The nature of global warming means the cost of failure is too high, Yu Qingtai told a news conference.

China Balks at Greenhouse-Gas Capture Costs in Climate Battle

(Bloomberg) -- China, the world’s biggest carbon- dioxide polluter, is balking at the cost and effectiveness of extracting greenhouse gases from hundreds of coal plants and storing them underground.

China can achieve larger emissions cuts instead by spending money improving the energy efficiency of buildings and vehicles and investing in alternative power sources such as wind and solar, said Su Wei, director-general of the climate-change unit at China’s National Development and Reform Commission.

Pacific islands survival 'depends on climate deal'

CAIRNS, Australia (AFP) – The survival of some of the world's most vulnerable Pacific nations depends on world leaders taking action to cut greenhouse gas emissions, Australian Prime Minister Kevin Rudd said Thursday.

Permafrost Could Be Climate's Ticking Time Bomb

Permafrost, or frozen ground, covers approximately 20 to 25 percent of the land-surface area in the northern hemisphere, and is estimated to contain up to 1,600 gigatons of carbon, primarily in the form of organic matter. (One gigaton is equivalent to 1 billion tons.)

By comparison, the atmosphere now contains around 850 gigatons of the element as carbon dioxide.

"Permafrost historically has served as a carbon sink, largely isolating carbon from participating in the carbon cycle," says Jacobson, whose research is funded by the National Science Foundation (NSF) and the David and Lucile Packard Foundation. "However, global warming could transform the Arctic into a new carbon source by accelerating the rate of permafrost melting. This undoubtedly would have a dramatic effect on the global carbon cycle."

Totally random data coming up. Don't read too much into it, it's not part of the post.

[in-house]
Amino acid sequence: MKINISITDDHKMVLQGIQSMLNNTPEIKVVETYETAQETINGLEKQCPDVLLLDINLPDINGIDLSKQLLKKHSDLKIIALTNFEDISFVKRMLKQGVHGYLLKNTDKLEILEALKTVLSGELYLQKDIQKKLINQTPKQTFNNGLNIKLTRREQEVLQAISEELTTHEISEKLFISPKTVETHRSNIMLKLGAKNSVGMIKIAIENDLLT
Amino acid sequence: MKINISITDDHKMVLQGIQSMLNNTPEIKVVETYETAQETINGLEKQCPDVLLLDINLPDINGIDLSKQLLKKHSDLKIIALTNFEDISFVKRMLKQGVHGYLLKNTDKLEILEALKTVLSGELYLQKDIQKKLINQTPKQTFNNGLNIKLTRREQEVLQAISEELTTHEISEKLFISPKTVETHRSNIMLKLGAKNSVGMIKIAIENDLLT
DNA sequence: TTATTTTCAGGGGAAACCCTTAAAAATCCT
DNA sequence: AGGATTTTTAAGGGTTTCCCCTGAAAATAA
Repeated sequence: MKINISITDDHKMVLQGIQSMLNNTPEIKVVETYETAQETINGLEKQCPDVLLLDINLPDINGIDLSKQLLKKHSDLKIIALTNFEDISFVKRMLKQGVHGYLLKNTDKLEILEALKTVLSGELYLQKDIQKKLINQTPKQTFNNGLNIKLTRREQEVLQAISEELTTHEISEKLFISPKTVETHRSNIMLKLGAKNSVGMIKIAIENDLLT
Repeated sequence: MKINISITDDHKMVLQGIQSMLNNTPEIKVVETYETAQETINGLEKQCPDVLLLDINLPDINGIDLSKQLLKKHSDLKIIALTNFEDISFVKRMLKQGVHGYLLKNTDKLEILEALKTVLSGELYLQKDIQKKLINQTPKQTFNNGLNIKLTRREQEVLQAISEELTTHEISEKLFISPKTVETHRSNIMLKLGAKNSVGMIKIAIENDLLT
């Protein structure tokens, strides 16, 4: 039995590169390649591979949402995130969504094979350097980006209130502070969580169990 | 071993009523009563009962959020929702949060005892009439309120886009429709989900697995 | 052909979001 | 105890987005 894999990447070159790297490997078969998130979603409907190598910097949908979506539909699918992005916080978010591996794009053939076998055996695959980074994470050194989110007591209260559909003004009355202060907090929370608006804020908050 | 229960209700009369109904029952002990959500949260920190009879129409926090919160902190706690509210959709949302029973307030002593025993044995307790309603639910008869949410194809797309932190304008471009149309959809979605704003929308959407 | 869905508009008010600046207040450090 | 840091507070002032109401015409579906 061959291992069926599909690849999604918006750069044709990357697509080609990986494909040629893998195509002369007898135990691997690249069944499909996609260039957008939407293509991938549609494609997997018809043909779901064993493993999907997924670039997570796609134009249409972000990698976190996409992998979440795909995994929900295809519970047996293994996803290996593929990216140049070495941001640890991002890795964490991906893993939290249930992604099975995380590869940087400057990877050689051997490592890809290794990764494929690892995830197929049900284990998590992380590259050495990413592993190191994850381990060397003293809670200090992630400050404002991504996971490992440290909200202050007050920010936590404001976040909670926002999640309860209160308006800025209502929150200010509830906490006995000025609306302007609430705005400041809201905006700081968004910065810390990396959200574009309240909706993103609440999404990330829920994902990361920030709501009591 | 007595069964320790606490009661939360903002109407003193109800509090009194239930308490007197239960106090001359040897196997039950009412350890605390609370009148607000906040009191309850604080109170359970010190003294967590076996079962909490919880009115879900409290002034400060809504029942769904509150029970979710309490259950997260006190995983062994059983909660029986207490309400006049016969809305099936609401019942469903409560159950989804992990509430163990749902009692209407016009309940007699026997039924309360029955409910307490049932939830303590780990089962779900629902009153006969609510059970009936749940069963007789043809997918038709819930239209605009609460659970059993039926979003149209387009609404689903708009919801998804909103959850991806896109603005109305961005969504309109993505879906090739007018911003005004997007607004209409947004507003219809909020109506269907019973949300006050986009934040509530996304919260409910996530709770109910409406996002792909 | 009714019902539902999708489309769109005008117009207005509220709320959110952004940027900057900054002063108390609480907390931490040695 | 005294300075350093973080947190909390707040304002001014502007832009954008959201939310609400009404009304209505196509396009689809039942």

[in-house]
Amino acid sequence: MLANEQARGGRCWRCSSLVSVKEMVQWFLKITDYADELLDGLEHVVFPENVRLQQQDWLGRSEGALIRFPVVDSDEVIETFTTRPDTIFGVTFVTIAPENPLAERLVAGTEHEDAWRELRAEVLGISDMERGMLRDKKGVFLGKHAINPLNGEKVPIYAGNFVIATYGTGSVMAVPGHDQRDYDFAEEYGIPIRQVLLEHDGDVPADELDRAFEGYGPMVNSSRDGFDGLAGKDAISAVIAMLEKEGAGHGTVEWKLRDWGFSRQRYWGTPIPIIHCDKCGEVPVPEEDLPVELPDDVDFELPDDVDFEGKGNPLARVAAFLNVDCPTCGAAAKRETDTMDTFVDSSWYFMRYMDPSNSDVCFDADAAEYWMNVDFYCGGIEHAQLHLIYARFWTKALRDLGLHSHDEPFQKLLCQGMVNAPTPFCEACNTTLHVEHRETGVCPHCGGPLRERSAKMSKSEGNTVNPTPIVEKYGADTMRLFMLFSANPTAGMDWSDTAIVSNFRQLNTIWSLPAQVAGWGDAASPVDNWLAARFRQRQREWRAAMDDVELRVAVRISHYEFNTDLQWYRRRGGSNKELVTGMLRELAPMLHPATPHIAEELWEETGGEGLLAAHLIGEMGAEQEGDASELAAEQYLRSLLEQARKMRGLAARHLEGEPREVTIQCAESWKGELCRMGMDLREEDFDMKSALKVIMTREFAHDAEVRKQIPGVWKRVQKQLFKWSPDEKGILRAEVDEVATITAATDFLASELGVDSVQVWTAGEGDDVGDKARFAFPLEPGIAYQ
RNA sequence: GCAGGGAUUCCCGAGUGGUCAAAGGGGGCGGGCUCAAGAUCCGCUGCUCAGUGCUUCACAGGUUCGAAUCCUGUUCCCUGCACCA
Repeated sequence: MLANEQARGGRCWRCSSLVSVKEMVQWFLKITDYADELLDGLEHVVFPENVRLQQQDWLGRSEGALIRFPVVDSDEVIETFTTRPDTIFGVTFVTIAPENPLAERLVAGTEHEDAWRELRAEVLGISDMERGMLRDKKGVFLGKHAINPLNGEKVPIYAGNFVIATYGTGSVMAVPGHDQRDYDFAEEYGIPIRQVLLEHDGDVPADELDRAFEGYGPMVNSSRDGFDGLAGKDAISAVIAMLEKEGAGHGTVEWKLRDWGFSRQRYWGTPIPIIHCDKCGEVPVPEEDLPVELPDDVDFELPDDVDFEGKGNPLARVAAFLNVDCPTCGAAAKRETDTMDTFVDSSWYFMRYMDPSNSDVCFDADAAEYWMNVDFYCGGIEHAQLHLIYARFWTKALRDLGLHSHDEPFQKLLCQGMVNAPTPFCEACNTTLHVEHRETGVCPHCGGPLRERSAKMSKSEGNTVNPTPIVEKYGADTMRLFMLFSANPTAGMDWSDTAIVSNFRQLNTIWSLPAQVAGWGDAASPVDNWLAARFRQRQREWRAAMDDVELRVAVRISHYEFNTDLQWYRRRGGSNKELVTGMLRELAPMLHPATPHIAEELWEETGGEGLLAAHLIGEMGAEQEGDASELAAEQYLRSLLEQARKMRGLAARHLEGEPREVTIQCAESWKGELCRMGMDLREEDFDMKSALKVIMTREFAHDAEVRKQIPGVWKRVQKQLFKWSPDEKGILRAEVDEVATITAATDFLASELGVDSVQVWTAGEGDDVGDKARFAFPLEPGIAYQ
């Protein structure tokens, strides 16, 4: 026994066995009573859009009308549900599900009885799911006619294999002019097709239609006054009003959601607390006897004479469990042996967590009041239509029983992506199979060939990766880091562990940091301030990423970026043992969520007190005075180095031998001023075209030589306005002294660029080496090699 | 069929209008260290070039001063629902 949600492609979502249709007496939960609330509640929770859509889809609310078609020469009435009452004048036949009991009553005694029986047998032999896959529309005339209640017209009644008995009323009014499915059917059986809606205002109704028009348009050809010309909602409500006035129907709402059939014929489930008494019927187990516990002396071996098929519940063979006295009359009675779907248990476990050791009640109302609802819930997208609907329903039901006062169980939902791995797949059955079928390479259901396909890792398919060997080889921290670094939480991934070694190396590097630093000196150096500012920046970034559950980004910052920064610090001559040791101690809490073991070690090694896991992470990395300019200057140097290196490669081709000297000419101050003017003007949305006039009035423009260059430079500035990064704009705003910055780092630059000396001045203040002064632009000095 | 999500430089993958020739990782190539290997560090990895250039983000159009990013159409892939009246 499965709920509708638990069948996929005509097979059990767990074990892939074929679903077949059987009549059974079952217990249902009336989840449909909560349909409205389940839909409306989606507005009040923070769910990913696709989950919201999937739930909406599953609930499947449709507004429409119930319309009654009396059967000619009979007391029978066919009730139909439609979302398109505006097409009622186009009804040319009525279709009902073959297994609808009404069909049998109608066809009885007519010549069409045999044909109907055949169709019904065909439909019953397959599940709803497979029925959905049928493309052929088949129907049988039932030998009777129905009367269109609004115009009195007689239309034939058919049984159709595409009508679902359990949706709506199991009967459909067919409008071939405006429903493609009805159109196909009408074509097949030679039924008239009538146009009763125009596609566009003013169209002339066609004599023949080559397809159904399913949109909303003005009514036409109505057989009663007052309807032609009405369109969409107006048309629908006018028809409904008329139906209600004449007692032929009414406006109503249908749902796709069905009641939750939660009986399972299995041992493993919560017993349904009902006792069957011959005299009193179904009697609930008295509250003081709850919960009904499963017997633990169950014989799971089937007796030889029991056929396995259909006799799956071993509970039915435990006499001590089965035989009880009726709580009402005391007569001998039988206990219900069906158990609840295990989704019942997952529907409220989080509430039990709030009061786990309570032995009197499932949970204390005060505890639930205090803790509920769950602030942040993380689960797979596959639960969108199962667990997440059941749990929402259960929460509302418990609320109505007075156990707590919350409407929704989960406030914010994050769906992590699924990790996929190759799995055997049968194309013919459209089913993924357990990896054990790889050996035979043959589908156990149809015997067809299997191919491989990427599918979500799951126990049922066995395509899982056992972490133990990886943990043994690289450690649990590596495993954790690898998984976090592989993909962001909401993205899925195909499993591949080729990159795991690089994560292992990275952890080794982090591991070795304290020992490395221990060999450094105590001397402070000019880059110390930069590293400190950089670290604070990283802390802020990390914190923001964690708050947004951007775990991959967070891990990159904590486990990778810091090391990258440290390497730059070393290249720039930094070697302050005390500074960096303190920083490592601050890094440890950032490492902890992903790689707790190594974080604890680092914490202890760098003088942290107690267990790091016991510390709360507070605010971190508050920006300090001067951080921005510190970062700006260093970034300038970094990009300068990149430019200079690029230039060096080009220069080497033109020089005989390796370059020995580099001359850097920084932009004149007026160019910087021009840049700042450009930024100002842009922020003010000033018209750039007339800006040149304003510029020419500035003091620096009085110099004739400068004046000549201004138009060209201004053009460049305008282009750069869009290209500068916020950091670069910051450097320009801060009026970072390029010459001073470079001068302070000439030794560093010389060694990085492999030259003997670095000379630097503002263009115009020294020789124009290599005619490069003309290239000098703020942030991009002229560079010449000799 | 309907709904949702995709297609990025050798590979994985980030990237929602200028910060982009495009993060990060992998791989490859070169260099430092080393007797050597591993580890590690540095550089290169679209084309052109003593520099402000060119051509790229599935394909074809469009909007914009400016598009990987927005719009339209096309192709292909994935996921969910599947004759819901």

Jacobson says the key concern is that permafrost carbon will oxidize to carbon dioxide as melting accelerates, causing a positive feedback to global warming. A vicious cycle is created as a warmer climate facilitates more carbon release, which in turn favors more warming.

Heard on MSNBC this morning: We, the USA, have been importing far more than we export and we have basically been printing money to pay for it. Therefore we have been getting the goods for free. Well, that is free for now and future generations are supposed to pay our bills. This is like living high on the hog today by charging everything on our credit cards and then expecting our children and grandchildren to pay our bills. This, the talking heads claimed, is unsustainable.